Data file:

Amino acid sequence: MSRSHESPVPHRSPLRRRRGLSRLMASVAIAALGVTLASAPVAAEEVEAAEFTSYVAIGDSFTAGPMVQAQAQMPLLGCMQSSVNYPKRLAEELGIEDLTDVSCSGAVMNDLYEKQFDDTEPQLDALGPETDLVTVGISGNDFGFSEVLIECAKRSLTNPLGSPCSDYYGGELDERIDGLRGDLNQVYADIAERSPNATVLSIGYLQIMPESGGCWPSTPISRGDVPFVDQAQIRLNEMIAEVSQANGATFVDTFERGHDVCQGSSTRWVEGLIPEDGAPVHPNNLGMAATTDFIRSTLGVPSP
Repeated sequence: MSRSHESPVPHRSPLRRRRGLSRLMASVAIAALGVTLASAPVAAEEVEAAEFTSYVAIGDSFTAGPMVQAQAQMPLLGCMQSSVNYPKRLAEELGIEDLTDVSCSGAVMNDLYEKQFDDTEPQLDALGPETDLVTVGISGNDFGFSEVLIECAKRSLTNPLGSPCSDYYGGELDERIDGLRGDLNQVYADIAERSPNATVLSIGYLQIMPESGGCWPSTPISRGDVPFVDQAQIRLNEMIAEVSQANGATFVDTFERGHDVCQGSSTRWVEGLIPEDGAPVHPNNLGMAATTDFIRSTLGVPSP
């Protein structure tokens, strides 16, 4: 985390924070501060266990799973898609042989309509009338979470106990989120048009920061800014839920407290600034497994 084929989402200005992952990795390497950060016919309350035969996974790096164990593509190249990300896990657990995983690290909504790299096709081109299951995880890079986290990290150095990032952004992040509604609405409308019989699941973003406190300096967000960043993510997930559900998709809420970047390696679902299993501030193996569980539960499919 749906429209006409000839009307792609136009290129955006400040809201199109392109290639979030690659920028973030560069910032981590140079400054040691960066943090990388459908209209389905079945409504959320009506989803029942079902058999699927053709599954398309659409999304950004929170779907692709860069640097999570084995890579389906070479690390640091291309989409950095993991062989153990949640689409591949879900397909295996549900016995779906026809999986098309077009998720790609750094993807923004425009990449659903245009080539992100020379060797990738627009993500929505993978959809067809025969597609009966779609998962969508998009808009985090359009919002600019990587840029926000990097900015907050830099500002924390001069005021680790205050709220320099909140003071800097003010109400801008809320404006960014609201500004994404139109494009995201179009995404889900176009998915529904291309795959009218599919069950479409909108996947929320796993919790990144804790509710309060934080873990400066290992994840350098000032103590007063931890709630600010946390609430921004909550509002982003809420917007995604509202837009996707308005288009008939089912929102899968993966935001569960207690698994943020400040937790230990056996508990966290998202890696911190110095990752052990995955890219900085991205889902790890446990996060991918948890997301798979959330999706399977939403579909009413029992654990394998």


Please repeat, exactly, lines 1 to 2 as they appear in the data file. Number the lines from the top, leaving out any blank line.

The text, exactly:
Amino acid sequence: MSRSHESPVPHRSPLRRRRGLSRLMASVAIAALGVTLASAPVAAEEVEAAEFTSYVAIGDSFTAGPMVQAQAQMPLLGCMQSSVNYPKRLAEELGIEDLTDVSCSGAVMNDLYEKQFDDTEPQLDALGPETDLVTVGISGNDFGFSEVLIECAKRSLTNPLGSPCSDYYGGELDERIDGLRGDLNQVYADIAERSPNATVLSIGYLQIMPESGGCWPSTPISRGDVPFVDQAQIRLNEMIAEVSQANGATFVDTFERGHDVCQGSSTRWVEGLIPEDGAPVHPNNLGMAATTDFIRSTLGVPSP
Repeated sequence: MSRSHESPVPHRSPLRRRRGLSRLMASVAIAALGVTLASAPVAAEEVEAAEFTSYVAIGDSFTAGPMVQAQAQMPLLGCMQSSVNYPKRLAEELGIEDLTDVSCSGAVMNDLYEKQFDDTEPQLDALGPETDLVTVGISGNDFGFSEVLIECAKRSLTNPLGSPCSDYYGGELDERIDGLRGDLNQVYADIAERSPNATVLSIGYLQIMPESGGCWPSTPISRGDVPFVDQAQIRLNEMIAEVSQANGATFVDTFERGHDVCQGSSTRWVEGLIPEDGAPVHPNNLGMAATTDFIRSTLGVPSP